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You need to test, we're here to help.

05 April 2016

The Evolving Oscilloscope User Interface

MAUI is Teledyne LeCroy's intuitive touch-based user interface
Figure 1: MAUI is Teledyne LeCroy's
intuitive touch-based user interface
The means of interaction with test equipment has steadily evolved and improved over the years. Concepts such as remote control, for instance, broadened the possibilities for users of oscilloscopes and other equipment. Advancing display technology brought helpful elements such as color coding of traces, while more powerful graphics processing and computing gave us multiple grids, and so on.

In more recent years, touchscreen technology has brought to bear a whole new level of interactivity in oscilloscopes. It took some of us a while to force our hands from the knobs and buttons of the front panel to explore the possibilities of touchscreens, but once we did, it was hard to go back. For example, the ability to simply draw a rectangle with your finger over a waveform trace to open a zoom trace is miles beyond what it took to zoom into a trace before touchscreens.

Teledyne LeCroy has long been the leader in touchscreen user interfaces; our MAUI - Most Advanced User Interface is widely regarded as the industry's most intuitive touch-based interface (Figure 1). We have steadily improved MAUI over the years, while retaining full oscilloscope control from the front panel or a remote interface. However, more and more users have weaned themselves from the front panel and now prefer using the touchscreen exclusively to control their instruments.

One feature of MAUI OneTouch is the ability to change a measurement source by dragging and dropping a descriptor box
Figure 2: One feature of MAUI OneTouch is the ability to
change a measurement source by dragging and dropping
a descriptor box
Thus, beginning with the recent launch of our WaveRunner 8000 oscilloscopes, OneTouch gesture control augments MAUI with new capabilities that make the touchscreen even more powerful, flexible, and intuitive. In a series of blog posts beginning with this introductory post, we'll explore OneTouch gesture control as a revolutionary step forward in touchscreen user interfaces (Figure 2).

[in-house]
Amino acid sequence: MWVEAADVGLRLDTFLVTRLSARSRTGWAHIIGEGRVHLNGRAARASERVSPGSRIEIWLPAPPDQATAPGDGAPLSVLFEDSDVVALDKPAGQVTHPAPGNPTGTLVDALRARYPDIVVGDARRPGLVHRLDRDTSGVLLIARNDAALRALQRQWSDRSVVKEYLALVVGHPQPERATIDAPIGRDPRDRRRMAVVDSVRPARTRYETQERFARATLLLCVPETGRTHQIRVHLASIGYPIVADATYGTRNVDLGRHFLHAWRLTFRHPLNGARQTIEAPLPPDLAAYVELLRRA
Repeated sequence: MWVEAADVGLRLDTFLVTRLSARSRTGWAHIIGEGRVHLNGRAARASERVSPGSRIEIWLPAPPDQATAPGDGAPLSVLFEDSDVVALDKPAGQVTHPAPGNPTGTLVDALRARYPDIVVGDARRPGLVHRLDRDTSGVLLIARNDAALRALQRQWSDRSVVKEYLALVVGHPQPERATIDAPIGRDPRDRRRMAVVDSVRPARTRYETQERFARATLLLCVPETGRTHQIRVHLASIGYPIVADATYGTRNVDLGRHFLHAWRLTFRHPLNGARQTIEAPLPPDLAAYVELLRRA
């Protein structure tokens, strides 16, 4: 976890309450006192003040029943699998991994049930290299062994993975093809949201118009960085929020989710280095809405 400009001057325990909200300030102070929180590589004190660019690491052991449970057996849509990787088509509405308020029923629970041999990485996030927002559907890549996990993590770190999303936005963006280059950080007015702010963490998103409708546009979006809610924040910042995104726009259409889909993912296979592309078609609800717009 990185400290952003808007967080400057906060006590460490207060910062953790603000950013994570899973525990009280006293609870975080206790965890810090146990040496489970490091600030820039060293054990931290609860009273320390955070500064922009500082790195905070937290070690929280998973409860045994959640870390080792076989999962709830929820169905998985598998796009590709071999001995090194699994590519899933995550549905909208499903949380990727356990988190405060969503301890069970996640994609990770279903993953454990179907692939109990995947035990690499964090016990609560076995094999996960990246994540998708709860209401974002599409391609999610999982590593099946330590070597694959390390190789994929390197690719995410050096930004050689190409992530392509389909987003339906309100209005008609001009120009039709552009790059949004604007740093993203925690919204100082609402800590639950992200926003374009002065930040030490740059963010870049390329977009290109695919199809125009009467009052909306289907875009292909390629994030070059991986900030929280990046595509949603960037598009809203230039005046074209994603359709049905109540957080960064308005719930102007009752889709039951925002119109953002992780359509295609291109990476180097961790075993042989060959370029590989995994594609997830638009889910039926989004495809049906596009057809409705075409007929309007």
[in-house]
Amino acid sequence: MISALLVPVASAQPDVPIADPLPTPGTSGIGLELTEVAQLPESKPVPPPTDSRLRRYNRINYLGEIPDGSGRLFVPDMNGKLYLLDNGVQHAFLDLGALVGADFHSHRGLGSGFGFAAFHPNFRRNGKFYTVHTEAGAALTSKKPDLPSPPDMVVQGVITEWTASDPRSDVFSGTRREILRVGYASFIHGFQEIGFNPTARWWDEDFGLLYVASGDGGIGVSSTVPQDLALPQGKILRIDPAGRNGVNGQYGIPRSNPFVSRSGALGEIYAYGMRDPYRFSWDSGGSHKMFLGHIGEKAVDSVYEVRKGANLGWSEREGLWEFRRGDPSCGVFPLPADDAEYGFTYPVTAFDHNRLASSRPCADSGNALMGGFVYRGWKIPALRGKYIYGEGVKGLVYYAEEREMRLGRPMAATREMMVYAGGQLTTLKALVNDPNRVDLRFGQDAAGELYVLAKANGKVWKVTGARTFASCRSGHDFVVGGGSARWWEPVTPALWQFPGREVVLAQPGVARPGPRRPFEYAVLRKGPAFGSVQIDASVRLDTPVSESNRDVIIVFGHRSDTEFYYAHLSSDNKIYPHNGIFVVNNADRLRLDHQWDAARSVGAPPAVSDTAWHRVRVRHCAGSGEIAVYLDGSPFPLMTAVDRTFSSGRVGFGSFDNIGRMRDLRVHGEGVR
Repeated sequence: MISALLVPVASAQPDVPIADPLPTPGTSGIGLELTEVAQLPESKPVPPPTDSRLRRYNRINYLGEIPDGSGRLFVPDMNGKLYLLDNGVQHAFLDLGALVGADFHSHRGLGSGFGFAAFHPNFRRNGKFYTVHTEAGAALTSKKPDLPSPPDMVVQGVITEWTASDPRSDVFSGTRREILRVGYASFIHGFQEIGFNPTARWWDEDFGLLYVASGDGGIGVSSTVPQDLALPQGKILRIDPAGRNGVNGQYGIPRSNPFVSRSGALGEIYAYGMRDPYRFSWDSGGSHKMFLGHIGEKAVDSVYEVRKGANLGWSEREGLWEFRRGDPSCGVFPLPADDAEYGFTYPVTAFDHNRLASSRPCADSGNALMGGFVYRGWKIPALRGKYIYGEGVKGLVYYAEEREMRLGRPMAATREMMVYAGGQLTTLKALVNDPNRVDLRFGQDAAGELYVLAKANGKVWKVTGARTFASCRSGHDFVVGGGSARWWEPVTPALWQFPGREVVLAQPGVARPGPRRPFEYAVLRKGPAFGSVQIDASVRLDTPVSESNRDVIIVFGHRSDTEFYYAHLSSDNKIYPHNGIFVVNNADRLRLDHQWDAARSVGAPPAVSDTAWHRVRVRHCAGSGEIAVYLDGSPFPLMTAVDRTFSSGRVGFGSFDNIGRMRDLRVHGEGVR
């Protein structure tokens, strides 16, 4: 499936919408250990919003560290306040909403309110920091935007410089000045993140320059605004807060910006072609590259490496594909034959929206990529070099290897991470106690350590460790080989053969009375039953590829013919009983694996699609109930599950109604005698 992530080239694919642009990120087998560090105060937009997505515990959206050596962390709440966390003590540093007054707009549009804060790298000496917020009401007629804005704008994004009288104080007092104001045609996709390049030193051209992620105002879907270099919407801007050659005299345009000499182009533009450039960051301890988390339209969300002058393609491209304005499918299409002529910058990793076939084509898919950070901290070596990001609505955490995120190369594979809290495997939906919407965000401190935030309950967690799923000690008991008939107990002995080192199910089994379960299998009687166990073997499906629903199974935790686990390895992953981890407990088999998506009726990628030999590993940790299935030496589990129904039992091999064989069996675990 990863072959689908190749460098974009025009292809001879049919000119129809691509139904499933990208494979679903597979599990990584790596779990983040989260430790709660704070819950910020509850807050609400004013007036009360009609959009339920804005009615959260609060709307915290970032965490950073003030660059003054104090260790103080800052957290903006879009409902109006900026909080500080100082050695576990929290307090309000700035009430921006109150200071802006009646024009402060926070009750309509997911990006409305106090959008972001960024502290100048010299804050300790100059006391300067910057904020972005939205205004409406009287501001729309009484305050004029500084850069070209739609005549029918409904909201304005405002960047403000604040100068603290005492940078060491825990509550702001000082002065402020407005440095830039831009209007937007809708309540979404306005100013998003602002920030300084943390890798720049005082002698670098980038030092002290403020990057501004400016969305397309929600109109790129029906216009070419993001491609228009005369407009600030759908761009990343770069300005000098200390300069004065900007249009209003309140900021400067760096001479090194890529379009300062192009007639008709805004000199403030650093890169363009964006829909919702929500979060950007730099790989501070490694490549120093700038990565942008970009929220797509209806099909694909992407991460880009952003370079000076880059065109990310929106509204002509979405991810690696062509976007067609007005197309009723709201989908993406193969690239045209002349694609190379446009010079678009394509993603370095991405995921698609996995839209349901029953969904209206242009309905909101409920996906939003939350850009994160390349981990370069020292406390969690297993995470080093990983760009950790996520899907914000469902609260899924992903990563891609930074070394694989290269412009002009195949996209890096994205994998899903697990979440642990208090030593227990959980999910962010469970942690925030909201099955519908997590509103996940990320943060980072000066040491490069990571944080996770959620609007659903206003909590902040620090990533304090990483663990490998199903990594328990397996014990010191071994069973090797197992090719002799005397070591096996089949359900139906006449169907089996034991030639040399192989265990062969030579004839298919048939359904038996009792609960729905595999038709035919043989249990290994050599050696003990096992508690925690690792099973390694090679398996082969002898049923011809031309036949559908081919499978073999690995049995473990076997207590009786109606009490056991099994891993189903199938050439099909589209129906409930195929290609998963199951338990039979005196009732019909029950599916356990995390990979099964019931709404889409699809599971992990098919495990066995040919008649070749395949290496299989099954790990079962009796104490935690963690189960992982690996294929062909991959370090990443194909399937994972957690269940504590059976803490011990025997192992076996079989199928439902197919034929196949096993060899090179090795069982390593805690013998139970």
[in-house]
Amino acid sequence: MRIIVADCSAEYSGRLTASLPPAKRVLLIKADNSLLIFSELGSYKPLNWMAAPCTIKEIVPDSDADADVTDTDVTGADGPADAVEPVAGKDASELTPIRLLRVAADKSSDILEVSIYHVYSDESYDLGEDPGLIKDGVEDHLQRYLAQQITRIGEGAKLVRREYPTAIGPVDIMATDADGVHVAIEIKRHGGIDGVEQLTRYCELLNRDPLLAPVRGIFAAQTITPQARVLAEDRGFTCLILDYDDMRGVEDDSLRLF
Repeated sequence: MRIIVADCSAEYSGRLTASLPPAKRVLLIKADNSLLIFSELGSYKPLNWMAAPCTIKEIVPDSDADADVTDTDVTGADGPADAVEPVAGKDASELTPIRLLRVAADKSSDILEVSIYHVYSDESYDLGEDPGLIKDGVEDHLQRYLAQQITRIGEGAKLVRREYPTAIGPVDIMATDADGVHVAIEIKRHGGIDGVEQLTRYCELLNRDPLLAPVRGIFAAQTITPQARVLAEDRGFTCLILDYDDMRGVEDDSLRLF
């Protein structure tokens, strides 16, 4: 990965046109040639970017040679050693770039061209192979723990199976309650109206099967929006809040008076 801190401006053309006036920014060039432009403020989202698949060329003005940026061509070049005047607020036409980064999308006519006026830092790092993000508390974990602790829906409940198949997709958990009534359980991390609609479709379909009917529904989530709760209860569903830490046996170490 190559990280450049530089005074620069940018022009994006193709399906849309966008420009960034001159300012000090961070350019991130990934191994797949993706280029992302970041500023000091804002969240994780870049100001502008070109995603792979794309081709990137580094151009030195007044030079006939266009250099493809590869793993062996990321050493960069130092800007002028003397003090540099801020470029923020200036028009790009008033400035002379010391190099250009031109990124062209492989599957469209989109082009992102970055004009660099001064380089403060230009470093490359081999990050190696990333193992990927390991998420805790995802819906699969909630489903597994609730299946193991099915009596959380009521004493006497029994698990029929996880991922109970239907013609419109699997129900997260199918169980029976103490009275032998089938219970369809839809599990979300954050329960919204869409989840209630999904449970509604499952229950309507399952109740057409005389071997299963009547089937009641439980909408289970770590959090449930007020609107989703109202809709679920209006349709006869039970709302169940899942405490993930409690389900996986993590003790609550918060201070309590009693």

Let's start the exploration today with one feature of OneTouch: Copy Setup. If you're not familiar with MAUI, take a look at this blog post for a quick tour of the touchscreen interface. Those who are familiar with MAUI will recall the descriptor boxes that are found at the lower left of the display. These automatically appear with the opening of a channel, zoom trace, math trace, or memory trace, and serve to provide a summary of the current settings for each of those entities.

Often, a signal fed to an oscilloscope will be way out of its default ranges for volts/division or vertical offset on all channels. If we wanted to input such a signal to more than one channel, we would need to adjust the V/div and offset settings on all channels, manually and independently. Copy Setup allows the user to "grab" a channel descriptor box with a prolonged touch and drag it into other channels. So if you've done the V/div and offset adjustments on, say, Channel 1, you'd simply grab the Channel 1 descriptor and drag it over the descriptor boxes of any other channels you'd want to set up the same way. You've just saved the trouble of setting up the other channels manually, and also eliminated the possibility of error in doing so.

Similarly, if there is a particular rescale setting or signal pre-processing you want to quickly apply to all channels, Copy Setup does that job nicely. For example, perhaps you want averaging on all channels with interpolation as well as applying a common de-skew setting. Instead of setting up all those variables on four channels, you can now set them up on one and Copy Setup to the others.

By the way, MAUI retains the means for copying channel setups from the Channel Setup dialogue box. However, that entails a five- or six-touch exercise rather than the one touch for Copy Setup.

Where Copy Setup really shines, though, is with math functions and parameters. Setup for some math functions can get pretty hairy, with filters and FFTs being exemplary. If you wanted a particular filter configuration applied to multiple channels, you'd need to configure all of the various settings on all channels, including things such as filter type, cutoff frequencies, transition widths, and so on. It would be very easy to make a mistake without noticing. Not only that, but it's much more time consuming to set up all those variable fields. With Copy Setup, it's as easy as dragging one math descriptor box to another and changing the source.

With parameters, Copy Setup has even more value. There are parameter gates that can be applied to all parameters. A common scenario is one in which you're measuring the same parameter on four channels or math functions, and you have four others with a different gate for a different parameter. Doing a Copy Setup of a parameter to another parameter means you only set up the gate once and then apply it to the others.

Parameters also can have a lot of detail. Time-interval error (TIE) level, a key parameter in jitter measurements, is a good example, with two different tabs of details to configure in the setup dialogue box. Configuring those details, along with the parameter gate, is often time-consuming. When multiple channels are involved, it takes a lot longer while again adding ample opportunity for errors.

Copy Setup is just the tip of the iceberg when it comes to MAUI OneTouch gesture control. Stay tuned for more posts with details on other OneTouch features.

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